The MA Gaming Commission held an expert roundtable Monday regarding marketing and advertising with legal MA sports betting set for launch early next year.
Executives from NESN, FOX25, MLB and the American Gaming Association participated.
The MA Senate attempted to ban sports betting ads during the legislative process. But that controversial policy did not make it into the final Massaschusetts sports betting bill.
Regulators troubled by influx of ads
State regulators remain concerned about the over-saturation of marketing and advertising. The battle for customer acquisition is set to begin in 2023.
“We try to remind those who want to bet in Massachusetts: we’re standing up the industry. And we’re doing so as thoughtfully and swiftly as we can,” MGC Chair Cathy Judd-Stein said.
“And if they’re placing bets right now, they don’t have those protections.”
MA’s current launch timetable has retail sports betting going live in late January. Online sports betting will go live in early March.
MA Gaming Commission authority
Much of the meeting centered on TV advertising.
MA could have up to 15 different online sports betting operators. States such as New York, upon launch, have had a blitz of sports betting ads across TV, billboards, buses, subway stations and social media platforms.
Sports betting ads are also featured on the floor at NBA games and the ice at NHL games. The Green Monster at Fenway Park featured a massive ad for MGM Resorts in 2022.
What statute says
Via the legislative language, the MGC has the authority to regulate:
(A) advertisements, marketing and branding in such a manner that it is deceptive, false, misleading, or untrue, or tends to deceive or create a misleading impression whether directly, or by ambiguity or omission; (B) use of unsolicited pop-up advertisements on the internet or by text message directed to an individual on the list of self-excluded persons established pursuant to paragraph (2) of subsection (e) of section 13; (C) any form of advertising, marketing or branding that the commission deems unacceptable or disruptive to the viewer experience at a sports event; (D) advertising, marketing and branding deemed to appeal directly to a person younger than 21 years old; and (E) advertising on any billboards, or any other public signage, which fails to comply with any federal, state or local law.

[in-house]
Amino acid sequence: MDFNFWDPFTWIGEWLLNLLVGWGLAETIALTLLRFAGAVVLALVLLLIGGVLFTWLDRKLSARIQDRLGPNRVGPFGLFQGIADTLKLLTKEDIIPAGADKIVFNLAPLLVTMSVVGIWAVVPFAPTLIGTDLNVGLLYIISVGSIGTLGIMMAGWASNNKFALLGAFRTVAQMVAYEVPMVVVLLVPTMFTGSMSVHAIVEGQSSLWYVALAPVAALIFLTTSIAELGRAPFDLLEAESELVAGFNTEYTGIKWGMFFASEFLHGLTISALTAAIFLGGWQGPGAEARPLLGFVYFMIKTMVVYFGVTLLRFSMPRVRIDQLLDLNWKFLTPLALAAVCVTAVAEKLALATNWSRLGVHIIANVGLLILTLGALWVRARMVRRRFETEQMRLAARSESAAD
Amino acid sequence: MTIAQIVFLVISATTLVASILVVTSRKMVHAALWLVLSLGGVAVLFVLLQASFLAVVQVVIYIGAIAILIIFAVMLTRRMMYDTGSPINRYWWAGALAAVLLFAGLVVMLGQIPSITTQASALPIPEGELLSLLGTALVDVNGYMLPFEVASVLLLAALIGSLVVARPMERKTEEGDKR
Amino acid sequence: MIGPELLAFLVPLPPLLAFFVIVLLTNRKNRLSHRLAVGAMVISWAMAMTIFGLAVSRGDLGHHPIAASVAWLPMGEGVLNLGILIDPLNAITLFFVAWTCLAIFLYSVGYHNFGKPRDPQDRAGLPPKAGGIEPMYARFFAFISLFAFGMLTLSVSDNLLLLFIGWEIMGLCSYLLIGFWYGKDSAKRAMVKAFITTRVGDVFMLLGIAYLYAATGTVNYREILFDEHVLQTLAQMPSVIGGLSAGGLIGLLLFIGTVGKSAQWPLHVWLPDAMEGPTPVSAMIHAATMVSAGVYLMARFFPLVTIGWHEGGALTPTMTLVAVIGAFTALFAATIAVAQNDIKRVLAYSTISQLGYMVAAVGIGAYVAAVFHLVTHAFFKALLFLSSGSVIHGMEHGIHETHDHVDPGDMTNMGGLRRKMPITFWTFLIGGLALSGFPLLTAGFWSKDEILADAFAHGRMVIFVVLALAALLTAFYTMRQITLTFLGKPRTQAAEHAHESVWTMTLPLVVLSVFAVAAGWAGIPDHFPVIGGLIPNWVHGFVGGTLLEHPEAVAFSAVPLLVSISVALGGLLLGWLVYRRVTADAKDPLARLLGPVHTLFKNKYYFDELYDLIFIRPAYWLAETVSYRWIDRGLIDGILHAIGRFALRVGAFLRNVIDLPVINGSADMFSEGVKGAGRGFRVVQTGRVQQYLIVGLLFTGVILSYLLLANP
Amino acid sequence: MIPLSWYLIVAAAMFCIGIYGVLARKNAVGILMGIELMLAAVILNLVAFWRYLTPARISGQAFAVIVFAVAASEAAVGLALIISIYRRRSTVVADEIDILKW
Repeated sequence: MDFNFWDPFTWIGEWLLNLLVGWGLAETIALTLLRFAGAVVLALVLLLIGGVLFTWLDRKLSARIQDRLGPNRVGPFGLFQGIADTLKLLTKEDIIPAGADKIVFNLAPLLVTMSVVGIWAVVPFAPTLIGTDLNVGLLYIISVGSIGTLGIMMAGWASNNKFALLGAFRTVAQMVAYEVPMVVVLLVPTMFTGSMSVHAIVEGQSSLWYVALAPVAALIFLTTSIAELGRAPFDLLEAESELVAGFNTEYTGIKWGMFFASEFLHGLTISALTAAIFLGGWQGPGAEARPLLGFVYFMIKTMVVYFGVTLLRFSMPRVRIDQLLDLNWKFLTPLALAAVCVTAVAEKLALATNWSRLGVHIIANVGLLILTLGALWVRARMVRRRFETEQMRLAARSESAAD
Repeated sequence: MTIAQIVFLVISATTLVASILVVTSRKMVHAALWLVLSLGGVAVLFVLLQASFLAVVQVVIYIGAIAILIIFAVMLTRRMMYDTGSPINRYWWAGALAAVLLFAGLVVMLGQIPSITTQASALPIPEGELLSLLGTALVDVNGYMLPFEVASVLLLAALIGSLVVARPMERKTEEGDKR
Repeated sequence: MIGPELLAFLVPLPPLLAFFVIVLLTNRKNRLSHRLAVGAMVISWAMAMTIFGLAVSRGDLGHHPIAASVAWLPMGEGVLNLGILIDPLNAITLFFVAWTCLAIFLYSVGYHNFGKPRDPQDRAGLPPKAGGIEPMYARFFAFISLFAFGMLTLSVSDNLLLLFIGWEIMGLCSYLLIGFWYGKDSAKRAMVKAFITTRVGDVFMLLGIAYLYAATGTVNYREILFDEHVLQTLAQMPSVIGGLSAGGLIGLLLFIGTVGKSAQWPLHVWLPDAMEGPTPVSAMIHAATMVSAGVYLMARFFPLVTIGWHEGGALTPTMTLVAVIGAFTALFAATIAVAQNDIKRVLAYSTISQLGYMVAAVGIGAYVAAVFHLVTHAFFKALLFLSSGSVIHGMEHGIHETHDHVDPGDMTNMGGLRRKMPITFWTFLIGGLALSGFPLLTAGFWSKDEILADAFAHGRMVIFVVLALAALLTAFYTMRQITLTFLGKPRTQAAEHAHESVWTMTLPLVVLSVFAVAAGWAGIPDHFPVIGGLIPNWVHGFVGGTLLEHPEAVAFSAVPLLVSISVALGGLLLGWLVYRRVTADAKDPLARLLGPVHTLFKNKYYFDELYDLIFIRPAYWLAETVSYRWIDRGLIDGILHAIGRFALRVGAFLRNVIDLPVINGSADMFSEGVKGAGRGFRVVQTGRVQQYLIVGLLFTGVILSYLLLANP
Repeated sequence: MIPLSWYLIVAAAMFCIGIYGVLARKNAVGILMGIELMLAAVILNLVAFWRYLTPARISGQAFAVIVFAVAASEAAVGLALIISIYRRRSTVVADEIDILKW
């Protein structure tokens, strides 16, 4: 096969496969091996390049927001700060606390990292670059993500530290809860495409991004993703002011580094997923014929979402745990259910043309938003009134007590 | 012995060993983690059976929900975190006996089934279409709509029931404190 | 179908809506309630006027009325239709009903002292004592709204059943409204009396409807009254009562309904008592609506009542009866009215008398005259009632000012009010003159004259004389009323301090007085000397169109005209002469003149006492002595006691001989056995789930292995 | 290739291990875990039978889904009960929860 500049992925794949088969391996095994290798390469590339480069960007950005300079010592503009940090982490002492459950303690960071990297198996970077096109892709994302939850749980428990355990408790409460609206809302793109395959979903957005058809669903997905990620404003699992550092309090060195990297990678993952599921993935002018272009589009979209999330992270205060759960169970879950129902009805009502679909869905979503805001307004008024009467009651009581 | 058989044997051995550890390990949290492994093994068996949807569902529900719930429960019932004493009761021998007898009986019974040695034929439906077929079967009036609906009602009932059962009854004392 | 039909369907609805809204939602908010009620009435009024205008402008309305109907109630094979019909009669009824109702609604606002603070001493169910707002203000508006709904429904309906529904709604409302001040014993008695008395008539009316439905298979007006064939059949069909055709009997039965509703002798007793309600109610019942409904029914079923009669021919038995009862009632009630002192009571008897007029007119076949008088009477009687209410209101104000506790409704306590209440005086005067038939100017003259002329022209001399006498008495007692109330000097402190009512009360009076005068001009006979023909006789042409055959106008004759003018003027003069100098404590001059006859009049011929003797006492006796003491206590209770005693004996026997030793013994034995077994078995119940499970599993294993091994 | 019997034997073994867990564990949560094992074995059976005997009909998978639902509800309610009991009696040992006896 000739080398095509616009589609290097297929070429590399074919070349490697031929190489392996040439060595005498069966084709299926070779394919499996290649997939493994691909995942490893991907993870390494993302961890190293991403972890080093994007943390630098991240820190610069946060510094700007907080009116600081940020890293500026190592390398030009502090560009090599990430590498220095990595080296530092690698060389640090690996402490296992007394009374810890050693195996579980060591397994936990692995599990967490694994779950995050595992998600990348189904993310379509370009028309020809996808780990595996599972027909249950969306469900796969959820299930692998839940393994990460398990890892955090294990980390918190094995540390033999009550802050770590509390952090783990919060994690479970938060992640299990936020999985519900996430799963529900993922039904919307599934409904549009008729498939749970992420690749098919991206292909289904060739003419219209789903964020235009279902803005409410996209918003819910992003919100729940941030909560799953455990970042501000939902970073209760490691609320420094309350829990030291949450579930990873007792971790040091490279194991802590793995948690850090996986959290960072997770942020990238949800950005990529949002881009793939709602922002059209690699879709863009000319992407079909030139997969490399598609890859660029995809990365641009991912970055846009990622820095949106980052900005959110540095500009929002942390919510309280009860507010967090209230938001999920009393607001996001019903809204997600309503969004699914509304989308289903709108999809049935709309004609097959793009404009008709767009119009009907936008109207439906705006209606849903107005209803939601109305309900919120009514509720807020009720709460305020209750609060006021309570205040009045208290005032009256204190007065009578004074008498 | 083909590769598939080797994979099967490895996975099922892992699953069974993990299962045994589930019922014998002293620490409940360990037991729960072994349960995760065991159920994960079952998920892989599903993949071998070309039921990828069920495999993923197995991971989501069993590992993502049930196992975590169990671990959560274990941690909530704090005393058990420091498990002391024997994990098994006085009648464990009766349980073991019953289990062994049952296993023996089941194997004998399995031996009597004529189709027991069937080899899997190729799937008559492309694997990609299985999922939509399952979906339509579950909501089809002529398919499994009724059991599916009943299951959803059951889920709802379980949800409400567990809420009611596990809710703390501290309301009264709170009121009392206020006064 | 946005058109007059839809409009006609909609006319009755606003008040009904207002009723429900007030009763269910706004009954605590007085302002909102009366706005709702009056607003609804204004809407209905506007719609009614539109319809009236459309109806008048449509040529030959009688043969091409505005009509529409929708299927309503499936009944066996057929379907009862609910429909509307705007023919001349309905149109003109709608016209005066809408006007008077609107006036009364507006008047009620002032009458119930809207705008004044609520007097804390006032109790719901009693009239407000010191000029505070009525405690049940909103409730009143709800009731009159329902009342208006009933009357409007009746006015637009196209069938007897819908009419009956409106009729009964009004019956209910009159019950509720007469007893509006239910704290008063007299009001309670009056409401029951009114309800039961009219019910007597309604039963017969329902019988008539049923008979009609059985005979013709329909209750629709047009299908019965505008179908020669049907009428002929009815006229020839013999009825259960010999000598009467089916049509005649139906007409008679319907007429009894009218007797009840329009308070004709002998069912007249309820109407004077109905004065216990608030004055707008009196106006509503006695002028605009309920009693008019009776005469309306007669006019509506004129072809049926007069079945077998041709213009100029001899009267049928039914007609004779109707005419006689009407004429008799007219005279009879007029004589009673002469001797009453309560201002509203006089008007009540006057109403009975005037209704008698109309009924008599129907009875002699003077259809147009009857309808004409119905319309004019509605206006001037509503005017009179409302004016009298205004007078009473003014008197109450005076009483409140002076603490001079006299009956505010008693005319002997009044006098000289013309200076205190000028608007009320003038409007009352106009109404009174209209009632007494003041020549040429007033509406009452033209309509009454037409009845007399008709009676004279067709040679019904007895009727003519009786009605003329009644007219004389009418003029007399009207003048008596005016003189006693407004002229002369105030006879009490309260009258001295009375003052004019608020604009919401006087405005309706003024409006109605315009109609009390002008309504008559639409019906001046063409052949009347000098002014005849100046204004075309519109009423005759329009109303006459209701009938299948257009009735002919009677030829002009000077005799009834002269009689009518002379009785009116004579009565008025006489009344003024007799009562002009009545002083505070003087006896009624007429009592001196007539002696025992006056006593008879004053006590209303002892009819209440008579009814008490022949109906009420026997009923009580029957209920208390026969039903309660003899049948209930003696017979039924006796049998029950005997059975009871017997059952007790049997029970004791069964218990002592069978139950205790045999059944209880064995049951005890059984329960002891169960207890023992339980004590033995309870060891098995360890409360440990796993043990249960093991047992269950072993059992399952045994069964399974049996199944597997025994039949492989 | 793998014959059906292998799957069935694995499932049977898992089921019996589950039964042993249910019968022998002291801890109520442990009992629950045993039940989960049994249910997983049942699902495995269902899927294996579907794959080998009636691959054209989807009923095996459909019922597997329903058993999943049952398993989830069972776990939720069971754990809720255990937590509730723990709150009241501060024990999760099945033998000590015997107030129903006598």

MA sports betting ads a balancing act
The overarching theme from all participants was making sure to strike a proper balance between trying to increase fan engagement but also not overdoing it, while encouraging responsible gaming when age-appropriate.
NESN president Sean McGrail noted that his network has run 4,000 responsible gaming spots in its CT feed. There is also responsible gaming messaging in every one of their pro and collegiate broadcasts, McGrail said.
“We’ve been very proactive on this front,” he added.
MLB broadcast rules
MLB VP and deputy general counsel Quest Meeks broke down the self-imposed ad restrictions that his league has imposed during game windows (pregame, in-game, postgame).
- Limited to 10 spots total
- Four total pre/post
- No more than six total in-game
- Don’t permit more than one 30-second spot per ad break
- Permit two additional in-game spots if they are responsible gaming messaging
“We have to permit enough advertising so that the legalized, regulated sportsbooks can draw customers away from the illegal market,” MLB representative Marquest Meeks said.
MLB’s issue with unregulated books
As of now, Massachusetts residents and visitors can only bet in neighboring states, their local bookie or unregulated offshore sites.
Part of Meeks’ job description is leading MLB investigations anytime there’s an allegation of wrongdoing by baseball personnel.
“The illegal offshore sites like Bovada and the others, they’re not responding to my emails when I try to get information to conduct our investigations and put us in position to levy punishment or to make sure that people are being compliant with our rules,” Meeks said. “We only get that from the legalized, licensed sportsbook partners.”
Potential problems arise
With the power vested in them, the MGC asked a couple of hypothetical questions.
One was if FOX25 was set to air an advertisement on a national FOX NFL broadcast that was not compliant with MA regulations.
“I don’t have the power as a local affiliate to circumvent that,” FOX25 VP/GM Todd Brown said.
The other was if an MLB player under 21 participated in a sports betting ad.
MLB prohibits advertising featuring people under legal betting age. However, the CBA agreement with the MLBPA does enable players to have marketing deals with sportsbooks.
Meeks noted that MLB has yet to deal with such a situation. But it would need to be thoughtful about approaching it given that many of that player’s fans would be of a younger age group.